Each student of group should have a copy of the FOOD WEB, and some of the blank ENERGY PYRAMIDS/MERCURY LADDER or they can use DAY 2 WORKSHEET.
You can also print out as an overhead, use a projector, have the students view on line or hand out the sample BIOMAGNIFICATION DIAGRAM.
There are some optional activities depending on the time, space,previous knowledge of students, curriculum, etc.:
For Energy Transfer per group:
This activity requires an outdoor space that can get wet.
Signs (index cards or larger) and string to hang signs on each student
Two five gallon buckets (or other large containers for water)
Large cups(20 oz size)--at least one per student
Graduated cylinder or other measuring device to measure final water volume.
For Project Flow--Lesson 2:Who's Eating Whom? :
A relatively large, open room, or outdoor space
construction paper: red, blue, brown and green to make tokens
Copy of feeding behavior cards (provided with lesson)
For Deadly Links (see DAY 2 TEACHER RESOURCE DEADLY LINKS sheet)
1 pound each of plain and colored pasta/ 20 students.
signs and string to hang signs around students' necks
1 paper lunch bag/student
Teacher Presentation & Motivation:
Review the MERCURY DIAGRAM from the end of the lesson on the first and ask if anyone figured out how so little mercury could become so much. Show the students the bottom of the diagram (2nd page if using hard copy) with the food chain. Alternatively, use the Drill Day 2 from the DAY1 POWERPOINT PRESENTATION as an introduction.
Review the concept of a food chain or web, or introduce it if it has not been previously taught. There are resources listed to help teach food chains and energy transfers. Directions for the Deadly Links game are given in DAY 2 TEACHER RESOURCE DEADLY LINKS GAME sheet.There are two other active games for teaching energy transfer from the internet cited . Energy transfer is a confusing concept, so it is a good idea to do one of the activities if you have the time and resources. They are also fun!
Whether or not a game is played, energy calculations should be done. The food web diagram provided is based on the feeding cards provided with the Project Flow lesson. Even if the activity isn't used, the information is useful for making food chains to do the energy calculations.
Once the students understand the transfer of energy, return to the concept of mercury. How come mercury accumulates if energy is lost? See if the students can come up with the answer from the web sites they visited yesterday, or reading the side of the introductory food chain they saw today. The important fact to know is that mercury, unlike energy, is stored for a long period of time in the fat cells of the body and so it accumulates. In addition, because energy is lost at each level, the higher you climb on the food chain/energy pyramid, the more organisms in total you are consuming, and therefore the more mercury you are consuming.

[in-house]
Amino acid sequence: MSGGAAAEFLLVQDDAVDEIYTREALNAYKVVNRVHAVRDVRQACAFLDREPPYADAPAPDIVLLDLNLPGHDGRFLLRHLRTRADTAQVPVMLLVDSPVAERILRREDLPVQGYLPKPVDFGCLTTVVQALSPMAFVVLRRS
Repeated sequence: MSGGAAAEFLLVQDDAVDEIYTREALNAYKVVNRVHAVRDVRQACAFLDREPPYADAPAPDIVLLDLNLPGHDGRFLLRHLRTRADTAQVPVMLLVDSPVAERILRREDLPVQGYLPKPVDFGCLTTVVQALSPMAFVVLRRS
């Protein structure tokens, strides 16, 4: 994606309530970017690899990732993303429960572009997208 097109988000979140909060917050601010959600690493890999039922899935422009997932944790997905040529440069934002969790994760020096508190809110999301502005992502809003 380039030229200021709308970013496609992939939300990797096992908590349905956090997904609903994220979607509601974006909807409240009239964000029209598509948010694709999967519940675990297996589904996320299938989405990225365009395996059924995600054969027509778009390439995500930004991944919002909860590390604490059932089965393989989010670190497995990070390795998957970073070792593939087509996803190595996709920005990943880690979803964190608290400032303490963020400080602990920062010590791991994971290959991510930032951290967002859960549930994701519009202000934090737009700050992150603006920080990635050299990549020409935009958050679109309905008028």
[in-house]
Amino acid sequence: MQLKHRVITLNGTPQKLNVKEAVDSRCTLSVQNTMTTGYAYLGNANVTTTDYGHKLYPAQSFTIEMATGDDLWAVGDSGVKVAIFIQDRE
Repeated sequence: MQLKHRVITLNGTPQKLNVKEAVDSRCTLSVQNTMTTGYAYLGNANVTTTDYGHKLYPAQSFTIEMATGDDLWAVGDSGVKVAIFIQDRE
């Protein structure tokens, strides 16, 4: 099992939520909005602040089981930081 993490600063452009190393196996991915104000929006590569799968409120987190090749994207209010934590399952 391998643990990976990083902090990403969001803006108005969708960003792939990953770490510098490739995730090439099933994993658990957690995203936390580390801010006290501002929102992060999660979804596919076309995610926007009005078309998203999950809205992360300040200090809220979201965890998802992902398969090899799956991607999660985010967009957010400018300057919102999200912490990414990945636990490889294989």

The numbers used in these activities were chosen for simplicity. The loss of energy at each level of the food chain is estimated to be 90% for the purposes of this activity. Slightly more accurate numbers are 17% of energy is transferred from producers to consumers, and 4.5% is transferred from primary consumer to secondary consumer (these can be rounded to 20% and 5%) In any case it is all an estimate and the numbers are important in that they illustrate the concept. The activity can assume more mathematical sophistication depending on the level of the students and/or if done in conjunction with a math class. Some math extensions in conjunction with the Deadly Links game are explained on MATH FOLLOW UP sheet. In depth analysis of the data from the games or of the movement of toxins up the food chain are essential to students' understanding of bioaccumulation
Activity 1 - Food Chains
Basic knowledge of food chains and food webs is assumed in the remainder of the lesson. If you are teaching this material at this point, below are two resources which have good explanations.
The Food Chain Page is an excellent resource. It not only contains the basics of food chains and food webs, but information about the transfer of energy and biomass in living systems, in some detail.
Food Chains and Webs is also a good source of background and general information. It also contains a link to some good information about bioaccumulation and biomagnification.
Introduce or review the concept of an energy pyramid and the loss of energy at each level of a food chain. Use WORKSHEET DAY 2 to review food chains and introduce the Deadly Links game.
Alternatively, begin with a simple food chain. One example is:
Algae ------>Insect------> Crayfish--------> Heron